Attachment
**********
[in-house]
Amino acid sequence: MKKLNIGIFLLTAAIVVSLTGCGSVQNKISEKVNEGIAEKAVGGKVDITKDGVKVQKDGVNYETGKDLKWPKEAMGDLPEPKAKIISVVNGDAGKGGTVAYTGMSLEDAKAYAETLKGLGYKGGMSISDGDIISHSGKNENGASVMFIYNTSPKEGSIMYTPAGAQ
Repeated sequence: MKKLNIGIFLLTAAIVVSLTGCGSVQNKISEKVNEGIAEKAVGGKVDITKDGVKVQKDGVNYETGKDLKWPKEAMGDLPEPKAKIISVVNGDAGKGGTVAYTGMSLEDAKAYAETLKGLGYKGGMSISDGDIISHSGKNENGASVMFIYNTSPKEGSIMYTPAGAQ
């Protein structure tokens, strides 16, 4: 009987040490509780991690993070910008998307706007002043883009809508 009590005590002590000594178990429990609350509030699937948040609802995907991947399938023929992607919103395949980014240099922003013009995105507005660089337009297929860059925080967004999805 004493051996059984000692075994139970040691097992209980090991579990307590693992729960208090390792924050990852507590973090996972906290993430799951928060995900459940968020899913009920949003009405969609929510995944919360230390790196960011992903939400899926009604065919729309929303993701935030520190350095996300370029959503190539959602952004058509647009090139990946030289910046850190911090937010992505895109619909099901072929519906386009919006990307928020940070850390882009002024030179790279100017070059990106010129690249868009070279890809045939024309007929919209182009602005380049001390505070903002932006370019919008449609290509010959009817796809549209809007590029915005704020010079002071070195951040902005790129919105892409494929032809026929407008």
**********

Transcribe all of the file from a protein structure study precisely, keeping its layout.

[in-house]
Amino acid sequence: MKKLNIGIFLLTAAIVVSLTGCGSVQNKISEKVNEGIAEKAVGGKVDITKDGVKVQKDGVNYETGKDLKWPKEAMGDLPEPKAKIISVVNGDAGKGGTVAYTGMSLEDAKAYAETLKGLGYKGGMSISDGDIISHSGKNENGASVMFIYNTSPKEGSIMYTPAGAQ
Repeated sequence: MKKLNIGIFLLTAAIVVSLTGCGSVQNKISEKVNEGIAEKAVGGKVDITKDGVKVQKDGVNYETGKDLKWPKEAMGDLPEPKAKIISVVNGDAGKGGTVAYTGMSLEDAKAYAETLKGLGYKGGMSISDGDIISHSGKNENGASVMFIYNTSPKEGSIMYTPAGAQ
């Protein structure tokens, strides 16, 4: 009987040490509780991690993070910008998307706007002043883009809508 009590005590002590000594178990429990609350509030699937948040609802995907991947399938023929992607919103395949980014240099922003013009995105507005660089337009297929860059925080967004999805 004493051996059984000692075994139970040691097992209980090991579990307590693992729960208090390792924050990852507590973090996972906290993430799951928060995900459940968020899913009920949003009405969609929510995944919360230390790196960011992903939400899926009604065919729309929303993701935030520190350095996300370029959503190539959602952004058509647009090139990946030289910046850190911090937010992505895109619909099901072929519906386009919006990307928020940070850390882009002024030179790279100017070059990106010129690249868009070279890809045939024309007929919209182009602005380049001390505070903002932006370019919008449609290509010959009817796809549209809007590029915005704020010079002071070195951040902005790129919105892409494929032809026929407008």